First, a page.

No Other Charm than their Variety and Strangeness

‘As I was observing the way in which a painter in my employment goes about his work, I felt tempted to imitate him. He chooses the best spot, in the middle of each wall, as the place for a picture, which he elaborates with all his skill; and the empty space all round he fills with grotesques; which are fantastic paintings with no other charm than their variety and strangeness. And what are these things of mine, indeed, but grotesque and monstrous bodies, pierced together from sundry limbs, with no definite shape, and with no order, sequence, or proportion except by chance?’

Michel de Montaigne, ‘On Friendship’, Essays, translated by J. M. Cohen.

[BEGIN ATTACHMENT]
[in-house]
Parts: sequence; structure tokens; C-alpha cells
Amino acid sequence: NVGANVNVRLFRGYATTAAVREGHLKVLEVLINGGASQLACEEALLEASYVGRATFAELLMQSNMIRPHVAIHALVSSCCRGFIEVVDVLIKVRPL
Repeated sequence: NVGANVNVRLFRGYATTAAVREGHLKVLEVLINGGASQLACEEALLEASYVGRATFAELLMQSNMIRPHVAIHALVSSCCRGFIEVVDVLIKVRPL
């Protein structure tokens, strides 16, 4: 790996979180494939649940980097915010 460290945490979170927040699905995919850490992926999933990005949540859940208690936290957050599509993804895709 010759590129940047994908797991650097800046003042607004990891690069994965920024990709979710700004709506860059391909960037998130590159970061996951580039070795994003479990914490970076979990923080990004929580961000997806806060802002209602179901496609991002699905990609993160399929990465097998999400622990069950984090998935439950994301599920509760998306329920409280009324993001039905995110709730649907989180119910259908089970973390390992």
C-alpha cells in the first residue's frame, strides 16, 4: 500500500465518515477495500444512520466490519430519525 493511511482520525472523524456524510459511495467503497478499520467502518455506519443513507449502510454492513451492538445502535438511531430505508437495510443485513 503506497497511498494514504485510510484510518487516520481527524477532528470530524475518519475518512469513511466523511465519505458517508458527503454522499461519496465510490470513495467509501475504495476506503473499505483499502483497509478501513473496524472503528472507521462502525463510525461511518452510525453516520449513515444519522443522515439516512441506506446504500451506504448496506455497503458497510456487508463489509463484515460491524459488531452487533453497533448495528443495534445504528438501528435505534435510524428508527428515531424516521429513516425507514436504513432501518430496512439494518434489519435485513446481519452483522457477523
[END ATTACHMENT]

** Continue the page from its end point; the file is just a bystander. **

‘It is the sure mark of a shallow and ignorant person to be drawn to odd curiosities and delight in unusual explanations.’

‘One day, Count Suketomo took shelter from the rain under the eaves of the gate of Toji Temple, where cripples had gathered. Observing how strange and deformed they were with their warped and twisted limbs, some turned right back on themselves, it struck him that they were all quite unique and extraordinary, and should be more deeply appreciated. But as he continued to gaze at them his interest quickly waned, and he began to find them ugly and disgusting. There is actually nothing better than straightforward, unexceptional things, he decided. He had recently developed a pleasure in potted plants, and particularly enjoyed acquiring those that were twisted in unusual ways, but when he went home and saw them it struck him that this was no different from his interest in the cripples. They lost all charm for him, and he had every one dug up and thrown away. Precisely so.’

Yoshida Kenko, Essays in Idleness, translated by Meredith McKinney.


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